If you didn’t know better, you’d think that Without You, There Is No Us is the title of a romantic drama in the same vein as Me Before You. However, the reality is a little more sinister. In fact, “without you, there is no us” is a lyric in a patriotic song about Kim Jong-Il. Suki Kim is a journalist who goes undercover as an Evangelical Christian undercover as a teacher at Pyong-Yang University of Science & Technology (“PUST”). She teaches English to the children of (we assume) North Korea’s elite for half a year and writes a book about it. The book is fascinating because there simply aren’t that many memoirs about North Korea.
Most of the things that frustrated me about the book are more indicative of the North Korean political climate rather than Kim’s writing or experience. There just simply aren’t that many facts, statistics, or events in the book. Not a lot happens to Kim, because North Korea is controlling all of her experiences within Pyong-Yang: from group field trips to go hiking in the mountains to grocery shopping at approved markets for foreigners. However, I think Kim could have filled in some of the gaps with the political history of Korea or the history of the Korean War. I understand that to protect some of the people she met in North Korea, she had to change names and facts, but with so little facts already in the book, this rescrambling of information made the book less substantive than its alleged tell-all on the elite of North Korea.
A small thing that drove me (and my book club) crazy was Kim’s insertion of her “Brooklyn lover” into her memoir. While I understand that she felt isolated and cut off from her friends and family while in North Korea, I didn’t buy this connection to an ex-boyfriend. I was much more interested in Kim’s family’s reaction to and estrangement from her time in North Korea. Kim’s stories about her family’s time in Korea during the Korean War was so interesting and powerful, that I felt a much stronger investment in those relationships than in this arbitrary one that flutters in and out of her mind throughout the book. Our book club thought perhaps this was just a symptom of her solitude in North Korea — nostalgia for old flames. While it may have been true, I think she (or her editor) should have pushed through this a little more to get to the truth behind her experience.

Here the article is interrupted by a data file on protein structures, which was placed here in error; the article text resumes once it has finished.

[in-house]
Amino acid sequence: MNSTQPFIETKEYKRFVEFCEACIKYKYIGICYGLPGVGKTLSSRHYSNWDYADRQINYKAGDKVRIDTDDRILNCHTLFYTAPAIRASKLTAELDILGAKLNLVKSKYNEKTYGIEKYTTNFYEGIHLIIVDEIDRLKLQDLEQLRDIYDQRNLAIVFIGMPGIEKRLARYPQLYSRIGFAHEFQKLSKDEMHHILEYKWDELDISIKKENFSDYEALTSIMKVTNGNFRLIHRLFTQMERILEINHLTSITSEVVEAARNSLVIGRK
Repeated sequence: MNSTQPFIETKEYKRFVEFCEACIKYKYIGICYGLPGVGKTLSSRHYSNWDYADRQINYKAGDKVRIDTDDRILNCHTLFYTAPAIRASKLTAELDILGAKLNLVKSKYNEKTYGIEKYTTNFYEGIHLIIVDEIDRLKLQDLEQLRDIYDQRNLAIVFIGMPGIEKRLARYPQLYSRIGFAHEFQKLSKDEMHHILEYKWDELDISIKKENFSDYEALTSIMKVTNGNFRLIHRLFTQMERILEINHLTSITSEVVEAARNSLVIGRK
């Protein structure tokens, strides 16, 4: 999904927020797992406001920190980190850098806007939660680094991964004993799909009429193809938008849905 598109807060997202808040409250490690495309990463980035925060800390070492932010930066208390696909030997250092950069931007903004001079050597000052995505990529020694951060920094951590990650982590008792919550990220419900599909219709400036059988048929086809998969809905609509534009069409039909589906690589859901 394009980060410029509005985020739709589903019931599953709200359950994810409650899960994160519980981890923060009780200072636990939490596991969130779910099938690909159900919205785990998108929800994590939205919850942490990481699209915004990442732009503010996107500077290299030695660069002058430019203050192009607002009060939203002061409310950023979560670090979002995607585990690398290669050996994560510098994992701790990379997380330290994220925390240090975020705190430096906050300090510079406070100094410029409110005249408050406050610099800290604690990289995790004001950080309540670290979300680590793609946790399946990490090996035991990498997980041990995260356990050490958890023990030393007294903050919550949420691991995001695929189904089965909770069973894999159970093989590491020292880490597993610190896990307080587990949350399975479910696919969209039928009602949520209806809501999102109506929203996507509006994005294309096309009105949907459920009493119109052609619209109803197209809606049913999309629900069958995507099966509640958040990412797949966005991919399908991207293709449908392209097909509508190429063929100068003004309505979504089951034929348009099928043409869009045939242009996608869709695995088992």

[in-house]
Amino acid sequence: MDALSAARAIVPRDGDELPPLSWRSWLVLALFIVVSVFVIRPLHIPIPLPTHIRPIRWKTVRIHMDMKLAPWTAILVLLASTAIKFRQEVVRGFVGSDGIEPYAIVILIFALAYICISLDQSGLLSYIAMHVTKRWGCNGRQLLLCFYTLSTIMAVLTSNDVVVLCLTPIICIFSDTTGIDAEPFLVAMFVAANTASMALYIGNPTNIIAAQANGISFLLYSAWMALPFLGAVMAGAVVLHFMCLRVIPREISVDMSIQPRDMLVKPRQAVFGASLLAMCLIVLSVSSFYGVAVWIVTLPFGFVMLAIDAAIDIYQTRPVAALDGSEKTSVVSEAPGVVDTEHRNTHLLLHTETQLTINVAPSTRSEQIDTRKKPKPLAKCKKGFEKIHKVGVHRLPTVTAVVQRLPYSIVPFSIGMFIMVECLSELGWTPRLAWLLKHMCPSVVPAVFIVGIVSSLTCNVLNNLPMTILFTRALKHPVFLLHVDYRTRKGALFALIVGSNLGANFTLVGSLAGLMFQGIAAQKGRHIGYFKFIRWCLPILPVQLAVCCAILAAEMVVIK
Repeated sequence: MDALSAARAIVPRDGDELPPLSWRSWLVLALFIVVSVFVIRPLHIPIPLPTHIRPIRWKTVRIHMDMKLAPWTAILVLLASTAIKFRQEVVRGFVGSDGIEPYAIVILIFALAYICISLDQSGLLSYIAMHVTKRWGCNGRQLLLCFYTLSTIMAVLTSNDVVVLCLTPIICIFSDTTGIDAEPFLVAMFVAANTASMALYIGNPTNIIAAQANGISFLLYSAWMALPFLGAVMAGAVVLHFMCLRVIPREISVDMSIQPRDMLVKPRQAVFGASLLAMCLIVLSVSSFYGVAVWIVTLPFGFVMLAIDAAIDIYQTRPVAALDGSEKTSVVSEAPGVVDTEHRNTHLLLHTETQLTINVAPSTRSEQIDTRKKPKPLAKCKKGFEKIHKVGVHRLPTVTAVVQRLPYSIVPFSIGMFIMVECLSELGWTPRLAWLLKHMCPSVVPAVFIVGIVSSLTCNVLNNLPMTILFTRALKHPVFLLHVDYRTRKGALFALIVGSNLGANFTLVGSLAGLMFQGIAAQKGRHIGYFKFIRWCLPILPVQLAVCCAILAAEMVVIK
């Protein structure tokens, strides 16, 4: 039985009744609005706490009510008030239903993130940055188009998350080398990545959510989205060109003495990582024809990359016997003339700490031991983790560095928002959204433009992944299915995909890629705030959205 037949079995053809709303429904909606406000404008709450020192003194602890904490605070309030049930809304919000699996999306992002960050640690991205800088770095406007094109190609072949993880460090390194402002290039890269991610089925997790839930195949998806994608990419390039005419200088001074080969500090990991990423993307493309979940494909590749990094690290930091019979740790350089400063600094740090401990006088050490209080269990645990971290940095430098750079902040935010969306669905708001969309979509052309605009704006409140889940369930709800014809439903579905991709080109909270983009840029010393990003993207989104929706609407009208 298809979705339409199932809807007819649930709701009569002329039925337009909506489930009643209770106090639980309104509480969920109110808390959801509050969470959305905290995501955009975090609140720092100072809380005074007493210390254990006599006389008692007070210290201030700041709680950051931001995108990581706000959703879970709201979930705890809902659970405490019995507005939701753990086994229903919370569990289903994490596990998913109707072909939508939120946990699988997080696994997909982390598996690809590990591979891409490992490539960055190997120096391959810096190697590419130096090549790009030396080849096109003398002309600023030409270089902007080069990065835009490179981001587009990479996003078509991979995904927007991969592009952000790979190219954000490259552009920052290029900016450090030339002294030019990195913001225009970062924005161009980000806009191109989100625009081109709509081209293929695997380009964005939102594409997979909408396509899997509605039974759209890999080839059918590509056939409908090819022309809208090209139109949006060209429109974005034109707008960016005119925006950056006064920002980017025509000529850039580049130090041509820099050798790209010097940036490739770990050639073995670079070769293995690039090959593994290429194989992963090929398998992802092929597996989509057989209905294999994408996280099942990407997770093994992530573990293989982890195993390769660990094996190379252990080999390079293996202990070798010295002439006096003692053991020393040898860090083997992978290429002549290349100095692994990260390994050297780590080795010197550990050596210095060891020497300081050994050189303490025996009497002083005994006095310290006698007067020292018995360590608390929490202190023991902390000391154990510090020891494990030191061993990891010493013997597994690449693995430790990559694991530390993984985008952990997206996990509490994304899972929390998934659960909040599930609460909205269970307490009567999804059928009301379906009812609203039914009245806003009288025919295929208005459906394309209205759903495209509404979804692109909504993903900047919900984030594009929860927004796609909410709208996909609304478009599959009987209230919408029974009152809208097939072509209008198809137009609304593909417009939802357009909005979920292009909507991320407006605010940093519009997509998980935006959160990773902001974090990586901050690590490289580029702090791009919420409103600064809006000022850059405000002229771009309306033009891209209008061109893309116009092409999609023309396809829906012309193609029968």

I read this book as part of our book club, and our discussions revolved mainly around how much we know about North Korea, the parallels between North Korean youths and our own childhoods, and how the media (or lack of) can control our lives, both in North Korea and in New York. While I didn’t love this book, I am very glad to have read it. It made for some great discussion over brunch as well!
Have you read the book? Here are some discussion questions below to get your book club thinking about the book, hopefully over a few glasses of wine!
- On the trip to the apple farm, Suki Kim is initially charmed by the idyllic rural landscape, but she is horrified to discover that the workers are stunted and emaciated. How do Suki’s encounters with North Koreans outside PUST affect the way she views her students? Were there any moments you found particularly striking?
- Were you surprised that the North Korean government condones a missionary-run school on its soil? What purpose does PUST serve for the North Korean government? For the missionaries?
- Some in the West speculated that the death of Kim Jong-il would destabilize the North Korean dictatorship and might open the door to reunification. After reading Without You, There Is No Us, are you hopeful about North Korea’s future? Why or why not? What responsibility, if any, does the international community have to alleviate the suffering of the North Korean people?
- Do you think Kim’s expose was dishonest to the organization she was affiliated with? What kinds of risks could happen due to the publication of this book?
- Suki Kim’s students have a hard time grappling with the idea of the truth. Do you think her students are intentionally deceitful or do they have a different understanding of what is true?
Some of these questions were written by myself, while others came from Suki Kim’s official discussion guide. If you’re curious about her, but don’t want to read the entire book just yet, she gave a Ted Talk in 2015. Watch it here.
I would recommend this book to people who are curious about North Korea, current events, or listening to podcasts with obscure history facts.